There are a number of Old Testament passages that teach that Israel will be re-gathered prior to the Messianic kingdom. For example, in Isa 43:4-7 God gathers the children of Zion from the east, west, north, and south, a clear reference to Jews living in the Diaspora. When the eschatological age begins, God will gather his elect (the chosen) from the four winds and bring them back to Zion. (Compare this to LXX Isa 52:12, God is the “gatherer of Israel.” See also Isa 56:8; Jer 31:8. Ezek 20:34; 34:16, Ps 106:47.)

This noun is used in the Second Temple Period for the gathering of Israel at the beginning of the eschatological age. In 2 Macc 2:7 the secret place where the Ark is hidden will not be revealed until “God gathers his people again” (using the verb συνάγω and the noun ἐπισυναγωγή). The word also appears in T.Naph 8:3 where it describes the gathering of the righteous out of the nations at the beginning of the eschatological age. Similarly, T.Ash 7:7 the Lord will gather Israel on account of Abraham, Isaac and Jacob.

Homer RaptureThe idea of Israel being re-gathered is the point of Jesus’ words in Matt 23:37 / Luke 13:34. Jesus contrasts God’s desire to gather Israel together under his wings with their rejection of him as the Messiah. A bit later in the Gospels Jesus uses the noun to describe the gather of the elect from the four winds when Messiah judges the world (Matt 24:31). In fact, in Matthew there is a loud trumpet call that draws the elect from the four corners of the world. The parallel is not precise, however, since Jesus is referring to the gathering of Jews in dispersion together just prior to the establishment of the kingdom. Paul is addressing a Gentile congregation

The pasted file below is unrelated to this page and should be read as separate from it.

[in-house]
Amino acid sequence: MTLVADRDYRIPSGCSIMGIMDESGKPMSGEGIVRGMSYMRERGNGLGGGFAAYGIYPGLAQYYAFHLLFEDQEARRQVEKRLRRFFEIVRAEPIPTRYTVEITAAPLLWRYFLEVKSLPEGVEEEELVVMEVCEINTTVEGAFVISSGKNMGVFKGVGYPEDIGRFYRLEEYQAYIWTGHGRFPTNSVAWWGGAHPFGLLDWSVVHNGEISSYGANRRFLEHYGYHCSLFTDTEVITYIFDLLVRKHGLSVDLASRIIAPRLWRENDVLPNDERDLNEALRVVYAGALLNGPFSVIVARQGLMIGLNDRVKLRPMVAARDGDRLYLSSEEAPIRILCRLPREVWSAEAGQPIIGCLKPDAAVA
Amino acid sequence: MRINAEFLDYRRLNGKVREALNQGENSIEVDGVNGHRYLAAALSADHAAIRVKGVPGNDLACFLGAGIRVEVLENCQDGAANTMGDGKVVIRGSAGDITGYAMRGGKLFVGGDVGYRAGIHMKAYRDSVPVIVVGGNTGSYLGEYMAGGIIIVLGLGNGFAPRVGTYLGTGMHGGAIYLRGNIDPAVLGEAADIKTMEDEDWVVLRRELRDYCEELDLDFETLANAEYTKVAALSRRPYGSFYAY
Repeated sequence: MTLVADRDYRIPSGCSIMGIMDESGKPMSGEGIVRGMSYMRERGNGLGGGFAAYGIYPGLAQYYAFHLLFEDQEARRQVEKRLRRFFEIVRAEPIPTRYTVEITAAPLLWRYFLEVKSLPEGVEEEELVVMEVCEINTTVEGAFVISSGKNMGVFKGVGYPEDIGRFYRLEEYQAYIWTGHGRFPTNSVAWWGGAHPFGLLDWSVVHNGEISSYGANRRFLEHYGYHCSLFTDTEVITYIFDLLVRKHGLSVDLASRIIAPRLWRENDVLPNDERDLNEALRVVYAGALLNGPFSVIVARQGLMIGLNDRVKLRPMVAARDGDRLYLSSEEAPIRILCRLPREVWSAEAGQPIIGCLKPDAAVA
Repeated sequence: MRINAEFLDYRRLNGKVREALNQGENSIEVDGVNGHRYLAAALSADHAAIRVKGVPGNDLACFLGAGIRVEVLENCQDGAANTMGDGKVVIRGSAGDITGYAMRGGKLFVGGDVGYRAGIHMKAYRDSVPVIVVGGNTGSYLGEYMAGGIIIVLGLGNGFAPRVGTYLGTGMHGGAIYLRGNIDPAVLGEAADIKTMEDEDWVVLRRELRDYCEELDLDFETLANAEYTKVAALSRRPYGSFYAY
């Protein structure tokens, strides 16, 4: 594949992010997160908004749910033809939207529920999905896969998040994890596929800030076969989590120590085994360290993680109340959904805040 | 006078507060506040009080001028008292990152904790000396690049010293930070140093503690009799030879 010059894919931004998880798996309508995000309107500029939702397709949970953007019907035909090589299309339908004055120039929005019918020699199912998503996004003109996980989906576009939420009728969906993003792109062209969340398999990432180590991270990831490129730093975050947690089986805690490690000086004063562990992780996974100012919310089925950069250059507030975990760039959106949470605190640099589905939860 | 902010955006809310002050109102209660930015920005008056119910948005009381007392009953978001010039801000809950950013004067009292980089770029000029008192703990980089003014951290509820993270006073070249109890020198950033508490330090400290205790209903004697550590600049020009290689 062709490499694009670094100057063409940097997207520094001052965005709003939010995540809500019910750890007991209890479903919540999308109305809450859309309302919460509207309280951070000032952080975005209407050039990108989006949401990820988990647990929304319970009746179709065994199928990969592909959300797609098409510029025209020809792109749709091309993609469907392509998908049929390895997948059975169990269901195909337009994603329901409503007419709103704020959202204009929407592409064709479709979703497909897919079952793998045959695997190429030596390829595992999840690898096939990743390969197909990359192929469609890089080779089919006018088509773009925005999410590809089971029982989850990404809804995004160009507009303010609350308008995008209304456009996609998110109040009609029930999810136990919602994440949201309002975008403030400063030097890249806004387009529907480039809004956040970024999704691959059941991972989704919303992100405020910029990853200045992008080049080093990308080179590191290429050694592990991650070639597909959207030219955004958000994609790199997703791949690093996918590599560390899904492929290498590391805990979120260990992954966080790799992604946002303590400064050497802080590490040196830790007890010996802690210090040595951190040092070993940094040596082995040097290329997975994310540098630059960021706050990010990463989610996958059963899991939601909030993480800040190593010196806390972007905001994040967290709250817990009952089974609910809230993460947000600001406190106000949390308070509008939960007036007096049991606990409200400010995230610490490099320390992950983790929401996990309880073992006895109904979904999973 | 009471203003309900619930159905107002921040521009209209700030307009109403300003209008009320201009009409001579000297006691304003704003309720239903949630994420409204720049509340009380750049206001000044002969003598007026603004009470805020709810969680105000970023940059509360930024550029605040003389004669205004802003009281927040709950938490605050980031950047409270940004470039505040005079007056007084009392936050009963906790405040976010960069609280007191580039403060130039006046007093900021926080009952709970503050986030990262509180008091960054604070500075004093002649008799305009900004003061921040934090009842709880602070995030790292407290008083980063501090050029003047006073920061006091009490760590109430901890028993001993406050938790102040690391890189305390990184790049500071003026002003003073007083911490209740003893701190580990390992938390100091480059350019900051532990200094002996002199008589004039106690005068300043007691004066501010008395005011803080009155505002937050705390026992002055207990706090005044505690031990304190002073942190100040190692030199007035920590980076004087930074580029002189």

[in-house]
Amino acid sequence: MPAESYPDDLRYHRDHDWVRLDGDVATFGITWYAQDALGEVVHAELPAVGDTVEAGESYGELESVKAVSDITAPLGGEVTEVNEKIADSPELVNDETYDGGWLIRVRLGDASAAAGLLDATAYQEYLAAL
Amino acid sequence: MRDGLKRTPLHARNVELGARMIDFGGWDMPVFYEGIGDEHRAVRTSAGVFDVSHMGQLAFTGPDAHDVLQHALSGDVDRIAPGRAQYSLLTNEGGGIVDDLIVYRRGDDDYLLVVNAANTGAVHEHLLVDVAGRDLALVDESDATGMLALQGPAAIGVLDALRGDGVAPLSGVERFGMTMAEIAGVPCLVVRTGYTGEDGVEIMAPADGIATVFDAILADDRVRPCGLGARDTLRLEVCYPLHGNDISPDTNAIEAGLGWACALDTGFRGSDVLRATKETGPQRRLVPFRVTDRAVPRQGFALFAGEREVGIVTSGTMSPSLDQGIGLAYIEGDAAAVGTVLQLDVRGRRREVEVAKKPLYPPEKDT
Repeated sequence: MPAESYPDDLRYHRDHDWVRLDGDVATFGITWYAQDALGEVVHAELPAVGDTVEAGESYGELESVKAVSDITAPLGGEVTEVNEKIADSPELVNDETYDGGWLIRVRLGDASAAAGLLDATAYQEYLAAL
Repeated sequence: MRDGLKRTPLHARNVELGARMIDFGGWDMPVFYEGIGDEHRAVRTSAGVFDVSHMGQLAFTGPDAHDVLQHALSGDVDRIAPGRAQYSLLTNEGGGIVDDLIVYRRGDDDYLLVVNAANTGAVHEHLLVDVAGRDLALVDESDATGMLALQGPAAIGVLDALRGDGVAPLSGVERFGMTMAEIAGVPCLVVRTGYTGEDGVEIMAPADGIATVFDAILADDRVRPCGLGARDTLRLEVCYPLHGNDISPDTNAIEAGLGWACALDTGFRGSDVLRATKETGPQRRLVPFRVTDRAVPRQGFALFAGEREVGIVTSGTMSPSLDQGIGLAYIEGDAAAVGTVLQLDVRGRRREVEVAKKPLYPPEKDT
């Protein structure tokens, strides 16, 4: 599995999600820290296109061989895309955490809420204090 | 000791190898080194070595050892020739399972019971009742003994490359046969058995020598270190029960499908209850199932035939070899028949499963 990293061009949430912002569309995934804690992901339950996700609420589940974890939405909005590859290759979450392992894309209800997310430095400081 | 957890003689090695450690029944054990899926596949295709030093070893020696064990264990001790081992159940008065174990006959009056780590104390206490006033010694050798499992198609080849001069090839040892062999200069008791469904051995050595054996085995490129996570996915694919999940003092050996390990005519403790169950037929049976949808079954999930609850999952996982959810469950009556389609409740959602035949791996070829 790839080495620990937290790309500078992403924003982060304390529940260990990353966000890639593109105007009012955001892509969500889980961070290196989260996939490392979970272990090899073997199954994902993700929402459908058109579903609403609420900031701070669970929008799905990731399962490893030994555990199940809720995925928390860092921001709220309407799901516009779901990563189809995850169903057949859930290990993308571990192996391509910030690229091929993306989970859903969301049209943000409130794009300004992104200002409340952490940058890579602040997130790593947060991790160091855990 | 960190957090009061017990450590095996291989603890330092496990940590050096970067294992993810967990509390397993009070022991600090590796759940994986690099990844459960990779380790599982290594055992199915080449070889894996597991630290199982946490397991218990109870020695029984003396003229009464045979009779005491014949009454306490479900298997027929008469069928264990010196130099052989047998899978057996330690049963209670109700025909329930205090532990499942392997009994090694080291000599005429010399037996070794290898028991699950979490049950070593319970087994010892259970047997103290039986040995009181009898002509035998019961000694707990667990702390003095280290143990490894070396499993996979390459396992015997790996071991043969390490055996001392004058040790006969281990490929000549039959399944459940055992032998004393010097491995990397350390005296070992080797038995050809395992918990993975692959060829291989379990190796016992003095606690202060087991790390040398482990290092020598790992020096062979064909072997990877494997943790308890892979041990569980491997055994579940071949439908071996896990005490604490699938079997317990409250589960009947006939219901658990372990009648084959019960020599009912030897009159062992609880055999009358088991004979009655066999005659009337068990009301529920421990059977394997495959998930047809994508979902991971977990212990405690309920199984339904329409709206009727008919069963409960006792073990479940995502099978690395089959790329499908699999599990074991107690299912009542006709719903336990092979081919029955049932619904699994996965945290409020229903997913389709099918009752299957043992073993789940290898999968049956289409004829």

It is better, therefore, to see Paul’s use of the word as an extension of the Jewish idea of a gathering together prior to the coming of Messiah. Prior to the Day of the Lord there will be a “gathering” (described more fully in 1 Thessalonians 4:13-18). Even though Paul’s description of this gathering is unique in Jewish literature, he is using apocalyptic imagery to describe the “end of the age.”